When you think of echolocation, you probably think of bats or dolphins. But echolocation has also been used as a way for blind people to navigate, too. Despite the skill’s usefulness, few blind people have actually learned how to use echolocation. Now, though, researchers say humans can learn echolocation in as little as 10 weeks. Which could make it a viable skill for people with vision impairments.
Humans can learn echolocation in just 10 weeks, experiment shows
The researchers published a paper with their findings in PLOS One. The researchers ran the experiment using 12 participants who had all been diagnosed as legally blind at a young age. They also included 14 people who had no issues with their sight in the experiment. They then taught the participants how to use echolocation over the course of 20 training sessions.
Each training session was around two to three hours long, the researchers say. As a result of the teaching, the researchers say all of the blind and sighted participants learned echolocation and improved considerably at click-based echolocation.
They spent 10 weeks teaching the participants to navigate virtual mazes, all with T-intersections, U bends, and even zig-zags. At the end of the experiment, during the final two sessions, all of the participants showed a greater aptitude for using echolocation to navigate the mazes, even in one they had not navigated before.
Further, the researchers found that the participants of the group had performed equally with people who have been using echolocation for years. As such, it appears humans can pick up on the skill effectively, even over a short amount of time.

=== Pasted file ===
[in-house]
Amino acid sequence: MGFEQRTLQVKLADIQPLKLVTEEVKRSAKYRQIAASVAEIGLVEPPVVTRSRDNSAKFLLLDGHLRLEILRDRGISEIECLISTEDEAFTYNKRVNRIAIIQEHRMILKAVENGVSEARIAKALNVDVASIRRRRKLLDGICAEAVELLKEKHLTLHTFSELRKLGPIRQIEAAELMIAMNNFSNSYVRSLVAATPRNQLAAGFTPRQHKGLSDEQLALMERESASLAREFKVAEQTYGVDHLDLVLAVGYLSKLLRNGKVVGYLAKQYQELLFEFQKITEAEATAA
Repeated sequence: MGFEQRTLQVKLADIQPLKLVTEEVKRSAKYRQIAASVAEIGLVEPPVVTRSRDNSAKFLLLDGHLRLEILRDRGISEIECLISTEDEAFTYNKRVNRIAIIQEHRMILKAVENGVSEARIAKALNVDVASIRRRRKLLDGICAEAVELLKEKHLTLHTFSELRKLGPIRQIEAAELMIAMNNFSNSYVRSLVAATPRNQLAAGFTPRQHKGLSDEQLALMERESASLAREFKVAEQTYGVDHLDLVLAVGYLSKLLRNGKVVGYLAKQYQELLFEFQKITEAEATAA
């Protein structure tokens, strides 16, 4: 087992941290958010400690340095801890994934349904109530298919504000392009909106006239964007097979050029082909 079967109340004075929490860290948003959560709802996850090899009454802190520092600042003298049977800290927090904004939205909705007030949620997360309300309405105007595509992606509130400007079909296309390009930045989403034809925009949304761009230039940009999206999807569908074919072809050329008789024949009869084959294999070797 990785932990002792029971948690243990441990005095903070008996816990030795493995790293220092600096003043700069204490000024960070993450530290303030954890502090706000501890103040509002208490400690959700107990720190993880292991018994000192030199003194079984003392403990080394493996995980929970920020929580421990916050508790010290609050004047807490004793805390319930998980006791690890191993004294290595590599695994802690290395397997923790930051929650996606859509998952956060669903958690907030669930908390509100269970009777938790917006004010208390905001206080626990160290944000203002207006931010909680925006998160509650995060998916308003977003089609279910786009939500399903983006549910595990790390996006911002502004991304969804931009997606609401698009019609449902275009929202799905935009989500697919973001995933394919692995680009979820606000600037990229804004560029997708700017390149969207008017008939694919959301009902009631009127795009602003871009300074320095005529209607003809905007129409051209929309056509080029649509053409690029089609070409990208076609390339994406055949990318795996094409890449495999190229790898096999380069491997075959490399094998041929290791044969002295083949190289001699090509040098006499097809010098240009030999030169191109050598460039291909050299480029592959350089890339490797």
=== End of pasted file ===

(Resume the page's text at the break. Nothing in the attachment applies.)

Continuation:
The viability of echolocation
What makes learning echolocation so enticing though? Well, for starters, we’ve already seen how effective it can be in the animal world. Bats, dolphins, whales, and some other creatures like seals rely on echolocation to navigate the world in different ways. And, if the skill can be taught to humans in a short time, it could be a new way for people with impairments to get around.
Even if you take away people who have been diagnosed as legally blind at a young age, though, echolocation has a solid amount of help it can offer humans. As we age, our sight is just one of the senses that begin to dull. As it does, it can become harder to navigate the world around us. However, if people learn how to use echolocation, losing their sight may not feel as crippling to their basic navigation skills.
Researchers have tested the viability of click-based echolocation in the past. However, this is the first time that the experiments have included people who are blind and of various ages. Now that we know that both blind and sighted people can learn echolocation, perhaps we can find new ways to help people with vision impairments get around more easily.